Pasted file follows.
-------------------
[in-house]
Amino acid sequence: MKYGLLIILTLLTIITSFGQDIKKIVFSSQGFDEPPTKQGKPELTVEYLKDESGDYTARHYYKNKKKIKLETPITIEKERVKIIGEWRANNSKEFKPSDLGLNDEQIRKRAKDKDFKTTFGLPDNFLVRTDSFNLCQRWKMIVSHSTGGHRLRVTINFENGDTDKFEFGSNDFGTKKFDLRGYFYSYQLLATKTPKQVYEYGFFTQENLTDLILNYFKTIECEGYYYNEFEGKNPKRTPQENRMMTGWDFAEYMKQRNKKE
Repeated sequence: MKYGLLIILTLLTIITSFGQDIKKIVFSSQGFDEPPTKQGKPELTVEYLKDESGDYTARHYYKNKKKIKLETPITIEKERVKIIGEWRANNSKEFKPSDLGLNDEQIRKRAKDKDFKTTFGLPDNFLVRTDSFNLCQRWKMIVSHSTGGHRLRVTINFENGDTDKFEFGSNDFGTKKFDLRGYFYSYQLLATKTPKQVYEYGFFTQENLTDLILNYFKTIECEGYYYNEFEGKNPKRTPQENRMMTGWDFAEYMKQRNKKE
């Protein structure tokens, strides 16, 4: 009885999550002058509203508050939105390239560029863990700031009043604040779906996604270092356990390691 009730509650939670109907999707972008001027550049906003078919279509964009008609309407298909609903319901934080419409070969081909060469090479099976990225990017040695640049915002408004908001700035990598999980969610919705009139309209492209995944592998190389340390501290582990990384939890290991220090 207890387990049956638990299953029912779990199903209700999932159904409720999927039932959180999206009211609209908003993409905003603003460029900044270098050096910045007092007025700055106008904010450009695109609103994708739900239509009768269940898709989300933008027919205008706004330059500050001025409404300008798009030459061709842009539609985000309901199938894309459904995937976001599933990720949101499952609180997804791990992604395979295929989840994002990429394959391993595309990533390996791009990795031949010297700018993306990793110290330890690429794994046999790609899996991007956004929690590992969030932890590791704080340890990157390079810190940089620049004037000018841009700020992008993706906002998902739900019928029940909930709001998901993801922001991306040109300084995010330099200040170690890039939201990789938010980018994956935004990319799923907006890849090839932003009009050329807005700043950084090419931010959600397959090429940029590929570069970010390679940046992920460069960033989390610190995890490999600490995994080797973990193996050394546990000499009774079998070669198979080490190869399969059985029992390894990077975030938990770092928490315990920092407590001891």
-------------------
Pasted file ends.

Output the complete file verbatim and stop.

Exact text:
[in-house]
Amino acid sequence: MKYGLLIILTLLTIITSFGQDIKKIVFSSQGFDEPPTKQGKPELTVEYLKDESGDYTARHYYKNKKKIKLETPITIEKERVKIIGEWRANNSKEFKPSDLGLNDEQIRKRAKDKDFKTTFGLPDNFLVRTDSFNLCQRWKMIVSHSTGGHRLRVTINFENGDTDKFEFGSNDFGTKKFDLRGYFYSYQLLATKTPKQVYEYGFFTQENLTDLILNYFKTIECEGYYYNEFEGKNPKRTPQENRMMTGWDFAEYMKQRNKKE
Repeated sequence: MKYGLLIILTLLTIITSFGQDIKKIVFSSQGFDEPPTKQGKPELTVEYLKDESGDYTARHYYKNKKKIKLETPITIEKERVKIIGEWRANNSKEFKPSDLGLNDEQIRKRAKDKDFKTTFGLPDNFLVRTDSFNLCQRWKMIVSHSTGGHRLRVTINFENGDTDKFEFGSNDFGTKKFDLRGYFYSYQLLATKTPKQVYEYGFFTQENLTDLILNYFKTIECEGYYYNEFEGKNPKRTPQENRMMTGWDFAEYMKQRNKKE
């Protein structure tokens, strides 16, 4: 009885999550002058509203508050939105390239560029863990700031009043604040779906996604270092356990390691 009730509650939670109907999707972008001027550049906003078919279509964009008609309407298909609903319901934080419409070969081909060469090479099976990225990017040695640049915002408004908001700035990598999980969610919705009139309209492209995944592998190389340390501290582990990384939890290991220090 207890387990049956638990299953029912779990199903209700999932159904409720999927039932959180999206009211609209908003993409905003603003460029900044270098050096910045007092007025700055106008904010450009695109609103994708739900239509009768269940898709989300933008027919205008706004330059500050001025409404300008798009030459061709842009539609985000309901199938894309459904995937976001599933990720949101499952609180997804791990992604395979295929989840994002990429394959391993595309990533390996791009990795031949010297700018993306990793110290330890690429794994046999790609899996991007956004929690590992969030932890590791704080340890990157390079810190940089620049004037000018841009700020992008993706906002998902739900019928029940909930709001998901993801922001991306040109300084995010330099200040170690890039939201990789938010980018994956935004990319799923907006890849090839932003009009050329807005700043950084090419931010959600397959090429940029590929570069970010390679940046992920460069960033989390610190995890490999600490995994080797973990193996050394546990000499009774079998070669198979080490190869399969059985029992390894990077975030938990770092928490315990920092407590001891």